Monash University researchers make a breakthrough discovery for development of new obesity treatments
World first: Researchers from Monash University have harnessed cutting-edge technology to fill key gaps in our understanding of how promising new therapeutics could work for the treatment of obesity.
A class of drug candidates known as DACRAs, dual amylin and calcitonin receptor agonists, have recently caused a buzz of excitement due to promising results of the peptide drug, cagrilinide (Novo Nordisk) in clinical trials for obesity. The aim of these drugs is to aid weight loss.
However, until now, the details of how this class of drugs activate the different receptors was not known, therefore limiting their optimisation as a treatment for obesity. This new understanding uncovered by the team of researchers is critical to the progression of this therapeutic class.
Published today in the prestigious journal Science, the breakthrough study was led by a team of researchers from the Monash Institute of Pharmaceutical Sciences (MIPS) and the ARC Centre for Cryo-EM of Membrane Proteins (CCeMMP).
Excess weight, and particularly obesity, is a major risk factor for developing and hampering control of many diseases including cardiovascular disease, diabetes, and some cancers. One in four children and adolescents (2-17 years) and two-thirds of adults in Australia were overweight or obese in 2017-2018. It was estimated that 8.4% of the total disease burden in Australia was attributable to obesity in 20151.
DACRAs act across the calcitonin receptor and three different amylin receptors. Different companies have designed drugs from one of two distinct peptide templates but the molecular details of how these ligands activate the different receptors was not known. Despite recent promising data on new therapeutics, including approvals for the peptide drug, semaglutide, a member of the GLP-1R agonist class, there remains a pressing need for alternative therapies, or therapies with additive benefit.
In this study, the researchers tapped into significant recent advancements in the field of cryo-electron microscopy (cryo-EM) to, for the first time, demonstrate that amylin-template peptides activate the receptors via distinct mechanisms from calcitonin-template peptides.
“Cagrilintide is an amylin-based peptide and appears to be highly effective in people, however, calcitonin-based peptides are also entering clinical trials” said Professor Patrick Sexton, co-lead on the study and Director of the ARC CCeMMP. “Our data suggests that we could see quite distinct outcomes for the different drug subclasses”.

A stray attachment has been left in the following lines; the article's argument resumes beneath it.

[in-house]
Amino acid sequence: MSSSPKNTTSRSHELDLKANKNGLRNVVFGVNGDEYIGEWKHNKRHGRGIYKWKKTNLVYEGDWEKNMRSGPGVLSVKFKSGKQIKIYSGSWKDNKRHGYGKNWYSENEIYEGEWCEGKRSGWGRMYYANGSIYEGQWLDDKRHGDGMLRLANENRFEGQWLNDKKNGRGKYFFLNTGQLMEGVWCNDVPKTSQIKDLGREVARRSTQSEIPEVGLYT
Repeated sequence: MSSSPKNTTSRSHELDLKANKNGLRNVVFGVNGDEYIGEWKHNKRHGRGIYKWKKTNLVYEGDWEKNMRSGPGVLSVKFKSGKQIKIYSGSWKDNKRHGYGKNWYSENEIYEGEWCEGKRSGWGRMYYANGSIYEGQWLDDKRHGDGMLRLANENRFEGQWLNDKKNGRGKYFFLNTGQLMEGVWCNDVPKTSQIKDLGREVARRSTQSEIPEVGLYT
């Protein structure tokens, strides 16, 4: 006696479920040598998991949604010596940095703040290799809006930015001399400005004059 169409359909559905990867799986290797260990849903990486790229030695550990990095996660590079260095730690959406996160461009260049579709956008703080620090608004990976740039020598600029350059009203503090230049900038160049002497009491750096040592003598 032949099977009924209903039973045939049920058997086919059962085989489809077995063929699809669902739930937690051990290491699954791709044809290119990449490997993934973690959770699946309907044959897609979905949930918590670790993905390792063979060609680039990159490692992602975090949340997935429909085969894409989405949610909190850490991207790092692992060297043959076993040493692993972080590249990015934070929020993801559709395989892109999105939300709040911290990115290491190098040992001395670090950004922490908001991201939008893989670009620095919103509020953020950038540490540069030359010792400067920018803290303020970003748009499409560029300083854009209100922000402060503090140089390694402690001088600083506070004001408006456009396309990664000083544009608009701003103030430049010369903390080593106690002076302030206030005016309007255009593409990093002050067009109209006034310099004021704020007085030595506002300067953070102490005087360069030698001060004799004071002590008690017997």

This was a surprising result because it was assumed that the molecular architecture of the amylin receptors would dictate how the peptides worked. Instead, the authors saw dramatic differences in the conformations and dynamics of the individual receptors when bound to different peptides.
Lead author of the study, Jianjun (Jason) Cao from MIPS said: “To really understand how these drugs may work, we needed to visualise molecular level details of how the different types of template peptides were bound to each of the four different target receptors”.
“Cryo-electron microscopy is incredibly powerful because it enables us to both capture molecular details of the interactions that drive activity, and simultaneously information on the dynamics of the protein that are critical to selectivity and function, but which are not accessible by most other techniques.”
“The team has revealed structural details on how calcitonin and amylin receptors are activated” said Associate Professor Wootten, co-lead on the study and leader of the Monash node of the ARC CCeMMP. “This work will support the development of next generation DACRA drugs as weapons to address the rising obesity epidemic.”
“This is a further example of the enormous benefits of fundamental basic research in addressing major unmet medical needs” said Professor Sexton.
The team from MIPS and ARC CCeMMP worked with collaborators from the University of Tokyo, and the University of Otago.
This work was supported by funding from the Australian Research Council and the National Health and Medical Research Council. High performance computing was provided by the Monash MASSIVE program.
To read the full study visit: science.org/doi/10.1126/science.abm9609
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